ECBAWM attorneys Jonathan S. Abady, Matthew D. Brinckerhoff, Zoe Salzman, and Nick Bourland represent the plaintiffs together with Free Speech For People and Osborn Maledon P.A.

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ECBAWM Represents Jamel Floyd’s Family in Investigation Into Mr. Floyd’s Senseless Death at the MDC

ECBAWM is representing Donna Mays, the mother of Jamel Floyd, and their family, in an investigation into the tragic, untimely death of Mr. Floyd, who died on June 3, 2020 while incarcerated at the Metropolitan Detention Center (“MDC”) in Brooklyn, a prison operated by the United States Department of Justice Federal Bureau of Prisons (“BOP”).  Mr. Floyd, a 35-year old Black man, was eligible for parole in only three months, and had planned to rejoin his family in Hempstead, Long Island.  According to initial reports, on June 3, Mr. Floyd—who was asthmatic—was pepper sprayed by correction officers while he was locked in his cell, subjected to force, placed in restraints, and removed from his cell, at which point he was found to be unresponsive.  He was then taken to a local hospital, where he was pronounced dead.  The DOJ and FBI are both investigating Mr. Floyd’s death.

Mr. Floyd’s family has led the call for justice and accountability at protests outside the MDC, demanding answers about the violence and force that caused Jamel’s death.  Mr. Floyd’s death has sparked outrage throughout New York City and beyond as millions of individuals continue to protest the deaths of African American people resulting excessive force at the hands of law enforcement officers.

Read coverage of Mr. Floyd’s death in the New York Times, New York Daily News, and Newsweek.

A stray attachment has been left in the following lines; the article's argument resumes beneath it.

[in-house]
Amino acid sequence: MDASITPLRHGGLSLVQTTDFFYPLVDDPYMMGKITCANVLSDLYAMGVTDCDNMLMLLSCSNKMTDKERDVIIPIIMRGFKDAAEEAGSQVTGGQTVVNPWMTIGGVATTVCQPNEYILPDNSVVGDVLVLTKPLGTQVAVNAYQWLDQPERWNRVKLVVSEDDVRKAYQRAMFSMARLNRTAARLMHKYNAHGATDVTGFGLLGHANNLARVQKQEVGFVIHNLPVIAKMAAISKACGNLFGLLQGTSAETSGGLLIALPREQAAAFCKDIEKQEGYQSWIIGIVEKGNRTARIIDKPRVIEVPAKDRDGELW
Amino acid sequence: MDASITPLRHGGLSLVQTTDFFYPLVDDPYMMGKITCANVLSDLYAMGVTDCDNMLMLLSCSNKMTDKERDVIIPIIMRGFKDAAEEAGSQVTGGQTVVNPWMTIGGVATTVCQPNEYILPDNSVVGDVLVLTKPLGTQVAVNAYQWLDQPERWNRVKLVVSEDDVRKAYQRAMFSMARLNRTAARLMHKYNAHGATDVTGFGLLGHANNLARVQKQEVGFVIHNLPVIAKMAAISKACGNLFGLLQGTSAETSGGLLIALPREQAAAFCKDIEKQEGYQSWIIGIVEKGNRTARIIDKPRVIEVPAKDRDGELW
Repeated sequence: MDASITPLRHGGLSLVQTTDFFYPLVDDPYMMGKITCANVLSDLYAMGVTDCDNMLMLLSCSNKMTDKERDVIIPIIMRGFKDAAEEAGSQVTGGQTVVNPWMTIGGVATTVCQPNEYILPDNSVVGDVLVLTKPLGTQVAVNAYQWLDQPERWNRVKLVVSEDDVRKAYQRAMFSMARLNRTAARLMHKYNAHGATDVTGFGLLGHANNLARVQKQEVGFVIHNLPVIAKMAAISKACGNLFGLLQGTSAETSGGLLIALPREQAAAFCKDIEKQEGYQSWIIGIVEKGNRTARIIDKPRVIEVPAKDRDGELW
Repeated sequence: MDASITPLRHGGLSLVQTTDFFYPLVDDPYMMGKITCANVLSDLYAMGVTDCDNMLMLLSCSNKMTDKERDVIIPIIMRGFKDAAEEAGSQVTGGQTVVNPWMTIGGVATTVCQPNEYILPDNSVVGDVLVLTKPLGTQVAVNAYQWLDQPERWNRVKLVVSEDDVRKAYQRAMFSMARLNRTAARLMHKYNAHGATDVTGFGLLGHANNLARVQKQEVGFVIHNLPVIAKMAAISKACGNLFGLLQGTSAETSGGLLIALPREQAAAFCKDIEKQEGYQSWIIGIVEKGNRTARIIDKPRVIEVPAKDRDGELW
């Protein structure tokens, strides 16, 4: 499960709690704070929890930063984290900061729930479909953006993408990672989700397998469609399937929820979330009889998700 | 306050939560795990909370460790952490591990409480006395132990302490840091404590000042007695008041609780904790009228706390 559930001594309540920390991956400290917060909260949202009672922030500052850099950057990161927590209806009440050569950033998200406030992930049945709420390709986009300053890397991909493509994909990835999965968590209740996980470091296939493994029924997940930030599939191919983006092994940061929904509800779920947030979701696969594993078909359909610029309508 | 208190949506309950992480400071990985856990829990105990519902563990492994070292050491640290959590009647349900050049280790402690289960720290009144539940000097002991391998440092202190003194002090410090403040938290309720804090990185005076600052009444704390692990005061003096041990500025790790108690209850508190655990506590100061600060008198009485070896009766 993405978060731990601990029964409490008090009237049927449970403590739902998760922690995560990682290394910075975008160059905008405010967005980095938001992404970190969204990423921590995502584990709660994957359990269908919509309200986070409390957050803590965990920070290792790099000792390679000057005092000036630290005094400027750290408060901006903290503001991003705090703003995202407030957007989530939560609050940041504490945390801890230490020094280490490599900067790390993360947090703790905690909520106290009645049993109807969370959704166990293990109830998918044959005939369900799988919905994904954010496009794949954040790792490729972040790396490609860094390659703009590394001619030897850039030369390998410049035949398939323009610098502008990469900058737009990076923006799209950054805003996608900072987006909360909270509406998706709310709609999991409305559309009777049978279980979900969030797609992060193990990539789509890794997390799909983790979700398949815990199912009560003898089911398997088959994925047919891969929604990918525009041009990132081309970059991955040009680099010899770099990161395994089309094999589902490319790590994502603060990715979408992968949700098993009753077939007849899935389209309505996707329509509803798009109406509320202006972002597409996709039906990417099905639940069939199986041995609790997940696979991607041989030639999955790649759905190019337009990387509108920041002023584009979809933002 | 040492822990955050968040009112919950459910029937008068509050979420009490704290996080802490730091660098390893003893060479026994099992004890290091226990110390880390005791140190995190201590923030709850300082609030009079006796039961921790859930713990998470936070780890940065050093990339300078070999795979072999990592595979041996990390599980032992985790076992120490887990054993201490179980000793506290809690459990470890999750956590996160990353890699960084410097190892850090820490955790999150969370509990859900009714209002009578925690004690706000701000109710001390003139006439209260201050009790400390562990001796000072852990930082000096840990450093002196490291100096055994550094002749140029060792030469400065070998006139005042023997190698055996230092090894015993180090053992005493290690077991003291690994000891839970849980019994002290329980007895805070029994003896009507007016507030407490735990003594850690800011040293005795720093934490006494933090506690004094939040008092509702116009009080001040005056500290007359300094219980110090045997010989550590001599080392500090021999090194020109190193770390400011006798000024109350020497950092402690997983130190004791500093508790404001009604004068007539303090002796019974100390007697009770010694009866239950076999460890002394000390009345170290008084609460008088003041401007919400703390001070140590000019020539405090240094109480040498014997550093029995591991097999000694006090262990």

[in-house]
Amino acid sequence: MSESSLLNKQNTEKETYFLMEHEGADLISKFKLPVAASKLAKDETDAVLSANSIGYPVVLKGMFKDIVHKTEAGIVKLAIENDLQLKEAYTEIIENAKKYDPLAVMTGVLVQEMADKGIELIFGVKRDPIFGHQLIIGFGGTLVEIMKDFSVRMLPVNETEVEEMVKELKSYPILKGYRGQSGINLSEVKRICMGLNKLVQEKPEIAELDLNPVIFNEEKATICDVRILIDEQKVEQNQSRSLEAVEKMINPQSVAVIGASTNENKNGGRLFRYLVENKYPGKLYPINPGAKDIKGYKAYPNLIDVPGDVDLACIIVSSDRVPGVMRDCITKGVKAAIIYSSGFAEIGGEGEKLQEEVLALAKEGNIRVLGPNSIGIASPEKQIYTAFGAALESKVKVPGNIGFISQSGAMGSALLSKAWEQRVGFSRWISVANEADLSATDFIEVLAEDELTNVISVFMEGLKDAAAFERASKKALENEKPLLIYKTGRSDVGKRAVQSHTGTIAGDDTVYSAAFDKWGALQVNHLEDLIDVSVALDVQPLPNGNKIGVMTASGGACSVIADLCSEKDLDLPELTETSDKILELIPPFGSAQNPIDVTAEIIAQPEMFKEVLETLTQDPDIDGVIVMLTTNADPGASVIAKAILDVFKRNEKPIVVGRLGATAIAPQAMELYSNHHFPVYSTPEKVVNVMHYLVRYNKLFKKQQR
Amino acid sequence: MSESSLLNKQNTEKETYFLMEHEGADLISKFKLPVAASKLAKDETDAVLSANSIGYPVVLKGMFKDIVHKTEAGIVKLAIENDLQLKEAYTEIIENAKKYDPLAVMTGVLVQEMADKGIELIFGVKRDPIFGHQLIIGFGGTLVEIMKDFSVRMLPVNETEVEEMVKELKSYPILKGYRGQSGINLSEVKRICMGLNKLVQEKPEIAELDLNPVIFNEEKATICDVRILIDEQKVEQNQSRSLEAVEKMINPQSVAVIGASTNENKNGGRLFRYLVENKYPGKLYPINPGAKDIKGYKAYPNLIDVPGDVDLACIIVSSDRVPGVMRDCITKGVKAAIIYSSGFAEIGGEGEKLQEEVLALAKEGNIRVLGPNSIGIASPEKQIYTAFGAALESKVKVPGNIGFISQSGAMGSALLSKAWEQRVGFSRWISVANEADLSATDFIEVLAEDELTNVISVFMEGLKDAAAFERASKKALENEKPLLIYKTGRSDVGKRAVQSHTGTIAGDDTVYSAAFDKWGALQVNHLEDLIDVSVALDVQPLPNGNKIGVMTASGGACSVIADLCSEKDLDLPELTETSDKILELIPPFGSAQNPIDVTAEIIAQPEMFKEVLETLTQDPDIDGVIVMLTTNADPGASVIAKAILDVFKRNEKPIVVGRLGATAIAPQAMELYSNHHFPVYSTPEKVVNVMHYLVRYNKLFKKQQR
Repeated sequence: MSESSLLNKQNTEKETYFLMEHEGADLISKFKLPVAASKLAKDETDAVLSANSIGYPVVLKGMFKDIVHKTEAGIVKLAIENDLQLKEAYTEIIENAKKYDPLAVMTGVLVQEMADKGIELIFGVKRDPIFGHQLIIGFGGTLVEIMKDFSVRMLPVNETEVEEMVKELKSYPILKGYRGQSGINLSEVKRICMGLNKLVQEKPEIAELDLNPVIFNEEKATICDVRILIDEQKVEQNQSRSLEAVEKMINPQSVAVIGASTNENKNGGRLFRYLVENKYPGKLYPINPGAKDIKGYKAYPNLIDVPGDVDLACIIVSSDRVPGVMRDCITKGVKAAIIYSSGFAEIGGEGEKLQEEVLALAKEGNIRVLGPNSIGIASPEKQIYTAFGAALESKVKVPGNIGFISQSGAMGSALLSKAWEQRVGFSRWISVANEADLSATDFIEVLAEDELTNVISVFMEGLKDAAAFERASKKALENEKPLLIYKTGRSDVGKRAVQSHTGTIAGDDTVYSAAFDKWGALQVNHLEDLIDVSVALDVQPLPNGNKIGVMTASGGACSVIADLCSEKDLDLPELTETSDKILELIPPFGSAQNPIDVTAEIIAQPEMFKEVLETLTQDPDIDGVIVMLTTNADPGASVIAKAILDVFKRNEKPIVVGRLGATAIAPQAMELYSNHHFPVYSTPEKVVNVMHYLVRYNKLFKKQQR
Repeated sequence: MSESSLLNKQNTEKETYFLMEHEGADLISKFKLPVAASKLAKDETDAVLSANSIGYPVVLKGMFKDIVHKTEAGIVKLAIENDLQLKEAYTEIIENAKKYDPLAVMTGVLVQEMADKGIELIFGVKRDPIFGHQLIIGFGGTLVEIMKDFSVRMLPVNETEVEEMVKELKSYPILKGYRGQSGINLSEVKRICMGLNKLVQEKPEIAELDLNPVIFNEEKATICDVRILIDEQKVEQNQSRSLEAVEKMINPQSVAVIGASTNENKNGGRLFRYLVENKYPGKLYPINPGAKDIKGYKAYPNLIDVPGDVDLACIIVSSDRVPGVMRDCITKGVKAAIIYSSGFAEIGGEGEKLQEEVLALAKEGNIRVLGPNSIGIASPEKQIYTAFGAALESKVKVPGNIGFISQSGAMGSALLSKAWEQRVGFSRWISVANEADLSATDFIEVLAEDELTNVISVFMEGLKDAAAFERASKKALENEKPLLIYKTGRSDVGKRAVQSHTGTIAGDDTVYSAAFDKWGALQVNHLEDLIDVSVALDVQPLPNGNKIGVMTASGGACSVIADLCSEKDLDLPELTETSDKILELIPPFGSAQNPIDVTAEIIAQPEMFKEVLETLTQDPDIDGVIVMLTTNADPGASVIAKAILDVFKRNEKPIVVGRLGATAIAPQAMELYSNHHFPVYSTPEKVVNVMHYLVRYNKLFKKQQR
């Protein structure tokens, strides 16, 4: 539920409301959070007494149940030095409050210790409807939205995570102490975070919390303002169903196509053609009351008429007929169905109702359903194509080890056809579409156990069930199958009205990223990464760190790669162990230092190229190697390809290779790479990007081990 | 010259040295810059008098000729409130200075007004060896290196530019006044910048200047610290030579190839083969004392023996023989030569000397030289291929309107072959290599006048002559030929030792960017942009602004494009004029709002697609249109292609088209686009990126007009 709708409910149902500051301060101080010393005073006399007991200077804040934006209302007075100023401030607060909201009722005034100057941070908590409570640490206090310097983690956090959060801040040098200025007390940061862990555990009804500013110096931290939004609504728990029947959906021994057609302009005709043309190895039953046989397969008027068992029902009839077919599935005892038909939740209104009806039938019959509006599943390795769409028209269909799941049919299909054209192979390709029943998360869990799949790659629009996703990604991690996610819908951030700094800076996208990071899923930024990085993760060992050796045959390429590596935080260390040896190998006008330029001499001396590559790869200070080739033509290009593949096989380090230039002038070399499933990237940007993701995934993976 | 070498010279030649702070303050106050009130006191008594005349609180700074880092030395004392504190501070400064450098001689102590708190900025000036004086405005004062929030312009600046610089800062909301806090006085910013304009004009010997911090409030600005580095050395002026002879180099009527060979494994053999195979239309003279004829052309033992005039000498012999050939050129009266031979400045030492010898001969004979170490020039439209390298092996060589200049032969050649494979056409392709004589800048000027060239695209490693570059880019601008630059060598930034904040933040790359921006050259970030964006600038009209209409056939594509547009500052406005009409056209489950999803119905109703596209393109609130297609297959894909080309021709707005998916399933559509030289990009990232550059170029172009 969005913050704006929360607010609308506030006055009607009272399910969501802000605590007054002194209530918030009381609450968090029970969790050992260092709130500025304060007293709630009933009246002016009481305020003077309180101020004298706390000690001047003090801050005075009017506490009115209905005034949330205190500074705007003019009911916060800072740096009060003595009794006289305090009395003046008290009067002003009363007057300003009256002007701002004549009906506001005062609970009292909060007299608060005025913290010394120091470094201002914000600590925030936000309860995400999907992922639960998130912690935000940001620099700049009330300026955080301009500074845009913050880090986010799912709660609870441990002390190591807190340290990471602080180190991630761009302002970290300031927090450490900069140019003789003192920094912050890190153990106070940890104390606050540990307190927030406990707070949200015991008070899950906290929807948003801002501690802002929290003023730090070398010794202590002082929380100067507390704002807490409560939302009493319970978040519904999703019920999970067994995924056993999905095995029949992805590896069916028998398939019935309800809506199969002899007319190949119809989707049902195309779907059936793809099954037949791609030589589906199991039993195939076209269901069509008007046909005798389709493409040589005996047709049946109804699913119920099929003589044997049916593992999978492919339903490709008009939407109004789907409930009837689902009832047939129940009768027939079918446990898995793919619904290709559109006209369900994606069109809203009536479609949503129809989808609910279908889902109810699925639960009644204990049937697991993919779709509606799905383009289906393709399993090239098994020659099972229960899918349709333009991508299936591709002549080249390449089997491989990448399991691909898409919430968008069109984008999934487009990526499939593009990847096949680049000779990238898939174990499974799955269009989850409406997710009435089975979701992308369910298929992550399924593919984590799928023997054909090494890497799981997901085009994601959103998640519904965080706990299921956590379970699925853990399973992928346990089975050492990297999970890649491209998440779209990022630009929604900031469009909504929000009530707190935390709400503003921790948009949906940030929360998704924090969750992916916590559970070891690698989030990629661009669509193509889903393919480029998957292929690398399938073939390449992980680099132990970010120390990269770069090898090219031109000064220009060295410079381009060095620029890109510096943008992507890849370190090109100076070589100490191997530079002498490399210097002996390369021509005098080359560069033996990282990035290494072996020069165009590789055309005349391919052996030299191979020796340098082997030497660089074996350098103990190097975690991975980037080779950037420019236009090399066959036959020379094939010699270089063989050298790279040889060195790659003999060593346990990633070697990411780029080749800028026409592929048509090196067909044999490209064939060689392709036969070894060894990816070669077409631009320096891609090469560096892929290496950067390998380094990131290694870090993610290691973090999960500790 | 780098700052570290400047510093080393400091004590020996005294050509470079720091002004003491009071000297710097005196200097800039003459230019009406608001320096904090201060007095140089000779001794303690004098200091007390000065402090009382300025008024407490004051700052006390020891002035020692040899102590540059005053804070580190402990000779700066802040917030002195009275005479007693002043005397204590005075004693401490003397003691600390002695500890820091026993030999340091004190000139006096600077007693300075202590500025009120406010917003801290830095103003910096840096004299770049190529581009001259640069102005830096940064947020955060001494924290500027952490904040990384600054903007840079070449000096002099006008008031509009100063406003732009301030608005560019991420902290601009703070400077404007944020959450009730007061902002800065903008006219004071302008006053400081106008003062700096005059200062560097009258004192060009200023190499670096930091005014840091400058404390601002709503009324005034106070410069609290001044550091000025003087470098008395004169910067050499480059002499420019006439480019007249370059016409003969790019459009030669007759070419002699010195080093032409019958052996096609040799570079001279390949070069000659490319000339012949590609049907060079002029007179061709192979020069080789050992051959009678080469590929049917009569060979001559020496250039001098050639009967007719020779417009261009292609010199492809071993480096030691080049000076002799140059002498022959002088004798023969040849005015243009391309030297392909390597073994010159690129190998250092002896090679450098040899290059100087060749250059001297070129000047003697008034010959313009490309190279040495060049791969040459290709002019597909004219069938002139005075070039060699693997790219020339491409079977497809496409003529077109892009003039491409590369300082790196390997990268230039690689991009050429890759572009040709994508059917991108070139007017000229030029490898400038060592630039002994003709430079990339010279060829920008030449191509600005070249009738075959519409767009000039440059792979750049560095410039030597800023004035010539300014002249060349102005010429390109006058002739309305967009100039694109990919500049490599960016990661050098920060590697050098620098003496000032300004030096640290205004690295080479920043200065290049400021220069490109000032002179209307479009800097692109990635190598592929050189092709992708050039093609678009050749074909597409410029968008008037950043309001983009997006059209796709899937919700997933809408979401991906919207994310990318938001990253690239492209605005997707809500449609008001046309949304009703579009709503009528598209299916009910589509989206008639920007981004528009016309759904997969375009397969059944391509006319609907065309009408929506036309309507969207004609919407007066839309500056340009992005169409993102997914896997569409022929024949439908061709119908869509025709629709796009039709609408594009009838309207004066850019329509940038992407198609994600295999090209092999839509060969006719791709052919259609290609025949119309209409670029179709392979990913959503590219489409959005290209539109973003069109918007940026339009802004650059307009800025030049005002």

Information regarding ECBAWM’s current class action litigation challenging conditions of confinement at MDC can be found here.

ECBAWM Attorneys Katherine Rosenfeld, Earl S. Ward, and Nick Bourland represent Ms. Mays and the family of Jamel Floyd.

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Trump Family’s Effort to Compel Arbitration of Fraud Case Denied

On April 8, 2020, a federal court denied the attempt of Donald Trump, his immediate family, and The Trump Corporation to compel arbitration of the fraud case pending against them in the Sothern District of New York. The case, filed in the fall of 2018, alleges the Trumps defrauded investors into purchasing memberships in a multi-level marketing scheme called ACN.  The Trumps had argued that the court should stay the fraud case in favor of individual arbitration based on agreements that the investors had signed with ACN. The court denied the motion on the grounds that the Trumps and ACN were never sufficiently connected such that the investors would have understood that any of their contractual obligations with ACN would correspond to obligations with the Trumps.

A full copy of the decision can be found here.  Reporting on the decision in Reuters can be found here and on Bloomberg Quint here.

The investors are represented by ECBAWM attorneys Andrew G. Celli, Jonathan S. Abady, Matthew D. Brinckerhoff, O. Andrew F. Wilson, Katherine Rosenfeld, Sam Shapiro, David Berman, and Nick Bourland.